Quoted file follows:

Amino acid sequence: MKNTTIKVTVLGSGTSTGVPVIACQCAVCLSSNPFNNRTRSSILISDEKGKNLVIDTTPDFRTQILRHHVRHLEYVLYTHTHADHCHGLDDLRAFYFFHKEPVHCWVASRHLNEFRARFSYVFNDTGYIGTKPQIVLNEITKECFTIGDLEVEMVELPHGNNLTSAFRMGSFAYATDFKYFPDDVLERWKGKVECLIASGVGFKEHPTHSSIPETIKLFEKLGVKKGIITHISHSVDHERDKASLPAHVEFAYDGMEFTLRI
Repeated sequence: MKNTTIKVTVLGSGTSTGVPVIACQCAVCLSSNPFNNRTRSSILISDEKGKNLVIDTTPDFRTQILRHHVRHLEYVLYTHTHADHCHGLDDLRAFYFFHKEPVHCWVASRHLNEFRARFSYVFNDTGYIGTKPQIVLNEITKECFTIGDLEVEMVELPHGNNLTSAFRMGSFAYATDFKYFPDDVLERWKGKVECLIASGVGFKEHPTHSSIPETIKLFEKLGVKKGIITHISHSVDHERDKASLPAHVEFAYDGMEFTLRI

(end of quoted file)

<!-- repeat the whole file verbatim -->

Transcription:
Amino acid sequence: MKNTTIKVTVLGSGTSTGVPVIACQCAVCLSSNPFNNRTRSSILISDEKGKNLVIDTTPDFRTQILRHHVRHLEYVLYTHTHADHCHGLDDLRAFYFFHKEPVHCWVASRHLNEFRARFSYVFNDTGYIGTKPQIVLNEITKECFTIGDLEVEMVELPHGNNLTSAFRMGSFAYATDFKYFPDDVLERWKGKVECLIASGVGFKEHPTHSSIPETIKLFEKLGVKKGIITHISHSVDHERDKASLPAHVEFAYDGMEFTLRI
Repeated sequence: MKNTTIKVTVLGSGTSTGVPVIACQCAVCLSSNPFNNRTRSSILISDEKGKNLVIDTTPDFRTQILRHHVRHLEYVLYTHTHADHCHGLDDLRAFYFFHKEPVHCWVASRHLNEFRARFSYVFNDTGYIGTKPQIVLNEITKECFTIGDLEVEMVELPHGNNLTSAFRMGSFAYATDFKYFPDDVLERWKGKVECLIASGVGFKEHPTHSSIPETIKLFEKLGVKKGIITHISHSVDHERDKASLPAHVEFAYDGMEFTLRI